Journalists Reporting on Refugee Issues Detained in the Gambia
(17 January 2014) International Refugee Rights Initiative (IRRI) is concerned about the arrest of two journalists by the National Intelligence Agency (NIA) on Monday 13 January 2014. The publisher and managing editor of the private newspaper The Voice and Pan African News Agency (PANA) stringer in The Gambia, Musa Sheriff and freelance reporter Sainey Marehna were arrested in their Serekunda office and driven to Sanyang Coastal village police station, which is about 35 kilometres away from the capital city of Banjul.
For many years Musa Sheriff has been reporting as a journalist the situation of refugees and asylum seekers in the Gambia and in the region. Mr. Sheriff and his Voice newspaper recently followed the case of five refugees who were detained by the Gambian Department of Immigration and charged with giving false information when they wrote a petition to the president protesting their living conditions in the Gambia. The refugees were released after four months in detention in the central prison of Banjul.The journalists are charged by the police under Section 14 of the Criminal Code for allegedly publishing false news. NIA said their arrests were in connection with a story published by the weekly Voice newspaper in early December reporting that 19 “green boys”, members of the youth wing of President Yahya Jammeh’s party, defected to the opposition.
IRRI considers this arrest to be a violation of international protections of freedom of expression. Gambia is a party to the African Charter for Human and People’s Rights which protects freedom of expression in Article 9. In addition, Article 19 of the International Covenant on Civil and Political Rights (ICCPR) states “Everyone has the right to freedom of opinion and expression; this right includes freedom … to seek, receive and impart information and ideas through any media.”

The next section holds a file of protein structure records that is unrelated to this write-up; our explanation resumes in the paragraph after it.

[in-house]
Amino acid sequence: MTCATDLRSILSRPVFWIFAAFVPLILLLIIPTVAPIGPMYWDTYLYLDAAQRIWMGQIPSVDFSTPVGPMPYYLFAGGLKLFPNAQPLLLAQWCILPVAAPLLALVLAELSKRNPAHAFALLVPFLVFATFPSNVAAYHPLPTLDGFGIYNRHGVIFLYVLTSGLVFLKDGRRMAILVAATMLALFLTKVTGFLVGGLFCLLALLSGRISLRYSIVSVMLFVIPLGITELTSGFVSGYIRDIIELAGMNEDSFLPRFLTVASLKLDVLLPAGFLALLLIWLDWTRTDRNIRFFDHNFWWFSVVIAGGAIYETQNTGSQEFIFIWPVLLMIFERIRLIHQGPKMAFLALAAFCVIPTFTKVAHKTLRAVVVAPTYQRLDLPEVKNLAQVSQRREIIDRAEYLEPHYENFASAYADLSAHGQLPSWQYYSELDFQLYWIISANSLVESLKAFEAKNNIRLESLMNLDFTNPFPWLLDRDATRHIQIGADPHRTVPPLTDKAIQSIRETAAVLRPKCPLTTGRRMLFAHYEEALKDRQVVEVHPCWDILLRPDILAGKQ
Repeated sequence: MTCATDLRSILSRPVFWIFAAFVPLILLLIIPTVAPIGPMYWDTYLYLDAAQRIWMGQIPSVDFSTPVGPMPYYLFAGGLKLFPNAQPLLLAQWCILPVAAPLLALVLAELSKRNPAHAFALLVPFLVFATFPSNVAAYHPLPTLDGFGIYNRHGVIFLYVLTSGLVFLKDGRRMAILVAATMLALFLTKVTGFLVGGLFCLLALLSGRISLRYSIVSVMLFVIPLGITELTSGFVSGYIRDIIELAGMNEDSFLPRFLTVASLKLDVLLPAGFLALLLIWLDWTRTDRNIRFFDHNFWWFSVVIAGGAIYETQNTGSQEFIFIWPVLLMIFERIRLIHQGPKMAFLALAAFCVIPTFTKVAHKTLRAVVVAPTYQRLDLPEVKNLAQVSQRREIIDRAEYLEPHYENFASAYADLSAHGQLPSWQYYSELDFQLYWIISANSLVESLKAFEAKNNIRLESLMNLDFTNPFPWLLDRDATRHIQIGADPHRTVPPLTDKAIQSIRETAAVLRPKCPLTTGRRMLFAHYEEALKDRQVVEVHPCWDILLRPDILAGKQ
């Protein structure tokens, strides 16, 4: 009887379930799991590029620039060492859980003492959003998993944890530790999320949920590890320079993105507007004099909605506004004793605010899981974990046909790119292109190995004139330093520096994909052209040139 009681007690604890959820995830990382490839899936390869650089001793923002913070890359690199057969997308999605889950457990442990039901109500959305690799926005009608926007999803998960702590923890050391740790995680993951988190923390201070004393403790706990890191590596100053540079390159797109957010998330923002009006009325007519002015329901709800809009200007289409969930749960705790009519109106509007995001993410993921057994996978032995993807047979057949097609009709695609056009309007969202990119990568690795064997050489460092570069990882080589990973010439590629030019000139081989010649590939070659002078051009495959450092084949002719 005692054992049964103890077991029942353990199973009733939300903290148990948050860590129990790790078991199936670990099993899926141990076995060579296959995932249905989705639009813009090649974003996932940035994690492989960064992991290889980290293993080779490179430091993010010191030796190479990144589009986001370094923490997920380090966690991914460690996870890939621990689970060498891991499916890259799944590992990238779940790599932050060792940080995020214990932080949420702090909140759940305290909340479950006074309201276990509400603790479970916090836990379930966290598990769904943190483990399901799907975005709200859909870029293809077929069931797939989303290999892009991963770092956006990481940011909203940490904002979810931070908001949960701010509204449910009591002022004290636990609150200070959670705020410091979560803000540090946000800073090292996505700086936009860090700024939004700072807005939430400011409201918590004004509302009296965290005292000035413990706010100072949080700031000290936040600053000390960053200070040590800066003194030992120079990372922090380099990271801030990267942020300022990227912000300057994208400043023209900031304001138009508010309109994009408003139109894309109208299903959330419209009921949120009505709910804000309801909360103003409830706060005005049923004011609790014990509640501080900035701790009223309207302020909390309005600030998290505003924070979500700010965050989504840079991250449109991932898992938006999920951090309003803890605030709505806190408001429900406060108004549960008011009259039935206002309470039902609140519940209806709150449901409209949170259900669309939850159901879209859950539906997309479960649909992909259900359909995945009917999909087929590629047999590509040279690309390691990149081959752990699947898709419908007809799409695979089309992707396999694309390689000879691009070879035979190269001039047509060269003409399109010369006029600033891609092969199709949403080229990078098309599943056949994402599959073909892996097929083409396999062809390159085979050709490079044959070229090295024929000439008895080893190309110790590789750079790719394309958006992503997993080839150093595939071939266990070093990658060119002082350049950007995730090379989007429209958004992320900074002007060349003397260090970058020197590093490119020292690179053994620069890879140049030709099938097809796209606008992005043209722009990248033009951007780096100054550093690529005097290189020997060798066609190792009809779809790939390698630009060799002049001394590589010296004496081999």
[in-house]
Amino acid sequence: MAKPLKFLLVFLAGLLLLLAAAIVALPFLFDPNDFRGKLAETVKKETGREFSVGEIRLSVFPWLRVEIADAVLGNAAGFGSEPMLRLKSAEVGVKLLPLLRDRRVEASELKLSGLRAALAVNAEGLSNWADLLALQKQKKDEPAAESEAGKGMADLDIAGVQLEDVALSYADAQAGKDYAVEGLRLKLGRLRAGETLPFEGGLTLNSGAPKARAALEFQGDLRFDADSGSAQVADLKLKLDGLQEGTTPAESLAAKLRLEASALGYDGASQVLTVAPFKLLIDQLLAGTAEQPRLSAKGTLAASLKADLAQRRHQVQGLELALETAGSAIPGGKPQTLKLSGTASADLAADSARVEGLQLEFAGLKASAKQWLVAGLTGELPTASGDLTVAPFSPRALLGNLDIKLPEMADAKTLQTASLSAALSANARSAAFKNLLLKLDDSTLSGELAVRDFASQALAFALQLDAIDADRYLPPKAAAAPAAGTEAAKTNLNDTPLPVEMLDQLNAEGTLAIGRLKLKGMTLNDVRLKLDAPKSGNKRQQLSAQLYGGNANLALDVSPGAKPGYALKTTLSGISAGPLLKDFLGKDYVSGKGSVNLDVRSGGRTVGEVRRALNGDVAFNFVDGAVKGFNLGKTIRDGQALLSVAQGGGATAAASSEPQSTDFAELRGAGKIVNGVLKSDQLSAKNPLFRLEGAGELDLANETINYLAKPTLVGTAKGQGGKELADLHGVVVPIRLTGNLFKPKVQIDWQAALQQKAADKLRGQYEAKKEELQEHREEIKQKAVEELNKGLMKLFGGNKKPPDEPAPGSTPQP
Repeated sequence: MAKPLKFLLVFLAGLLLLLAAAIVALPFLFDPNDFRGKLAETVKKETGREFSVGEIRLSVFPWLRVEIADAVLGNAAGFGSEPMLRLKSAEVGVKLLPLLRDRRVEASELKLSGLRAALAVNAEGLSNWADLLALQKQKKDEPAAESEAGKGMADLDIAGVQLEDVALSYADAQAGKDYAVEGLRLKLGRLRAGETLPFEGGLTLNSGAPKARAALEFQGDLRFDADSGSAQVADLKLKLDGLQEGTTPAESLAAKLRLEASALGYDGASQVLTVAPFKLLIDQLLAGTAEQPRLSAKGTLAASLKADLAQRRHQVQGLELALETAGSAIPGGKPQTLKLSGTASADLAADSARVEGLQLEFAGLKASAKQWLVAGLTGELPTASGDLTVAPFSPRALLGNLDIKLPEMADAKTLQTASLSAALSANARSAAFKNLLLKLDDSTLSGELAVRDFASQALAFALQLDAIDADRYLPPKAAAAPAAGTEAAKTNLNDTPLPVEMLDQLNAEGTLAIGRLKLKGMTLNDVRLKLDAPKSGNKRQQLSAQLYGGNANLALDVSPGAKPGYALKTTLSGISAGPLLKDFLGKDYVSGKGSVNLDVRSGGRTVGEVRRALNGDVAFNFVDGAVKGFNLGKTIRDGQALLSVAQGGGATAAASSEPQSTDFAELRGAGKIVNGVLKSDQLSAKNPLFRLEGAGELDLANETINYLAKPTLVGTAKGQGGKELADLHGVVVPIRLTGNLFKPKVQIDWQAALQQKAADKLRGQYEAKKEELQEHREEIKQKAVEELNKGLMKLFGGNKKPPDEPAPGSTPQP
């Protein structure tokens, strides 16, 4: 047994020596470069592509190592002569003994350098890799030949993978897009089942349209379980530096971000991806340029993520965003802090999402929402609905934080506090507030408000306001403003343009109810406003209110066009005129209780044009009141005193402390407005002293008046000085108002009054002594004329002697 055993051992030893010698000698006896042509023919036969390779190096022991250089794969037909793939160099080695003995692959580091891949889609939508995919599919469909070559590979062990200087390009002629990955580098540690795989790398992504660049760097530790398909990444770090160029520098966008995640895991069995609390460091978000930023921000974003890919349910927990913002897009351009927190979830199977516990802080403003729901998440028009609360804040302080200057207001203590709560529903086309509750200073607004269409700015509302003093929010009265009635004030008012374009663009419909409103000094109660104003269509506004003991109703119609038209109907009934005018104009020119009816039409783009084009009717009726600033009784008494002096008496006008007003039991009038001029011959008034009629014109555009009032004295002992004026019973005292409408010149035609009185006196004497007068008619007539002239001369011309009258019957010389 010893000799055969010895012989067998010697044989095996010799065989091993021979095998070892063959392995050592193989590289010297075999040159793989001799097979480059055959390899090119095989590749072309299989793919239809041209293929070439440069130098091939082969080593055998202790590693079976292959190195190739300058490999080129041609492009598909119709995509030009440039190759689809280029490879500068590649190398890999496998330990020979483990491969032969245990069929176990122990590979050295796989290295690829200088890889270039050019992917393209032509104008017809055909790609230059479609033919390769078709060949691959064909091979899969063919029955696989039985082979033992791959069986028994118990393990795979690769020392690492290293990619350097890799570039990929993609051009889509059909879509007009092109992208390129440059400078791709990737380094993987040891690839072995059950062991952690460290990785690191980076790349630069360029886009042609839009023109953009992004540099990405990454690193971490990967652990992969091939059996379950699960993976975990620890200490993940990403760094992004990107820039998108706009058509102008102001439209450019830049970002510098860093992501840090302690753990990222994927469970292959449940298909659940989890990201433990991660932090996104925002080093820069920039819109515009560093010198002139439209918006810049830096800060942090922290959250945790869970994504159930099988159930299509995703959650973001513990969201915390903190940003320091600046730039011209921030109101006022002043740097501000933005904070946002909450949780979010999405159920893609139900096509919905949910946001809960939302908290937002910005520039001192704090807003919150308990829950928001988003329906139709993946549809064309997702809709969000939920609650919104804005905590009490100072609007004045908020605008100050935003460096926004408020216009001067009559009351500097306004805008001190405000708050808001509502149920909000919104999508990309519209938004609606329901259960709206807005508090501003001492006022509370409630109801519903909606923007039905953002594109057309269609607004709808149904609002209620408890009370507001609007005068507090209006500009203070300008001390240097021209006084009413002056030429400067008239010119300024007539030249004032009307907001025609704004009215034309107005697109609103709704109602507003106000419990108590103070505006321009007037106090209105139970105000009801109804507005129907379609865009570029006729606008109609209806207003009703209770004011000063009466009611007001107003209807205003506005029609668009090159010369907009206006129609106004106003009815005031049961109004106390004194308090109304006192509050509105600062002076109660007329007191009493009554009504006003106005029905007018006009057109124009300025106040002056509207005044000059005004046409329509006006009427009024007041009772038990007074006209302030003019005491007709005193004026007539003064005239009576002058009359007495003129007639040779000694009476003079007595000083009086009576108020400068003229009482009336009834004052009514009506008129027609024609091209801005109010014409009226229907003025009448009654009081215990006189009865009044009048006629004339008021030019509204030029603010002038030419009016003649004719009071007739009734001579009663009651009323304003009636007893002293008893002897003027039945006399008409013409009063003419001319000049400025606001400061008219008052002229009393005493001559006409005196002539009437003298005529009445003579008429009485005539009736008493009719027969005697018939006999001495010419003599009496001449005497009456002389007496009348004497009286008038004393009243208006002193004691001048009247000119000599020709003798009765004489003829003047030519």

Read full press release here.
Just Justice: Civil society, international justice and the search for accountability in Africa
A paper series developed by the International Refugee Rights Initiative in collaboration with local partners in Africa reflecting local perspectives on experiences with international justice. The series is designed to more fully explore perceptions of international justice and the social, political and legal impact of its mechanisms at the local level. It is aimed at opening up a dialogue about the successes and failures of the international justice experiment in Africa and the development of recommendations for a more productive and effective engagement going forward.
The papers in the series are:
Steps Towards Justice, Frustrated Hopes: Reflecting on the Impact of the ICC in Ituri, paper no. 2, March 2012. Lisez la version francaise.
A Poisoned Chalice? Local civil society and the International Criminal Court's engagement in Uganda, paper no. 1, January 2012. Lisez la version francaise.
Just Justice: Civil society, international justice and the search for accountability in Africa, Introductory note to the paper series, January 2012. Lisez la version francaise.
COMPARISON OF THE KAMPALA CONVENTION AND THE IDP PROTOCOL OF THE GREAT LAKES PACT